What is an Ear Infection?
Definition of Ear Infection: An infection that inflames the middle ear, an air-filled area located behind the ear drum. Ear infections are more common in young children than adults. Below is a brief overview of the causes, symptoms and treatments, plus links to more information.
What Causes Ear Infections? When the pair of narrow tubes (called the eustachian tubes) which drain the middle ear to the throat become swollen, blocked or inflamed, the middle ear can become a breeding ground for bacteria and viruses. Colds, allergies, tobacco smoke, sinus infections and other conditions that irritate or block the back of the throat can cause ear infections.
Are Ear Infections Contagious? Yes, because many causes of ear infections, such as the common cold, are contagious.
Medical Term: Otitis media.
Signs & Symptoms: Common symptoms include earache, drainage from the ear and hearing trouble. If a child cannot talk, signs of an ear infection could be tugging at the ear, irritability and fussiness, trouble sleeping, and balance trouble.
Treatment & Remedies: Many ear infections do not require drugs, but a doctor may prescribe specific ear drops to relieve pain or antibiotics in certain cases, according to the National Institutes of Health. Applying a warm cloth to the ear and over-the-counter pain relief that is safe for children may relieve symptoms.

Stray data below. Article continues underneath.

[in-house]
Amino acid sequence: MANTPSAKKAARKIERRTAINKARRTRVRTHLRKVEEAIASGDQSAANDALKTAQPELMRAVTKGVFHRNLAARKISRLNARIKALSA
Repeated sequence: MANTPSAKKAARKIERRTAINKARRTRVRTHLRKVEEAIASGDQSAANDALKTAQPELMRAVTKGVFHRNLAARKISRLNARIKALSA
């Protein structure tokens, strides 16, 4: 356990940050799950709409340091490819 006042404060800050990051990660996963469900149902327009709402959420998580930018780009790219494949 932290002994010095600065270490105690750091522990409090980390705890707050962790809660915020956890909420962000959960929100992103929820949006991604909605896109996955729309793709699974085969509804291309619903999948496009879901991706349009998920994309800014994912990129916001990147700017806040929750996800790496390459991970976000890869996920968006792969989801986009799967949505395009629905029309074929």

- Holding an infant upright during bottle feeding may prevent some ear infections, according to the Mayo Clinic.
- The size and shape of eustachian tubes in infants and toddlers put them at greater risk for ear infections, according to the Mayo Clinic.
- Swimmer's ear, called otitis externa, is an outer ear infection.
Sources and More Information:
- Ear Infection: Details from MyHealthNewsDaily
- Related Information from the Mayo Clinic
- Related Information from the National Institutes of Health
- Related Information from the National Institute on Deafness and other Communication Disorders
This information is not meant to provide specific medical advice. It is for educational purposes only. We recommend you consult a qualified health care professional for diagnoses and treatment advice, and call 9-1-1 in emergencies.
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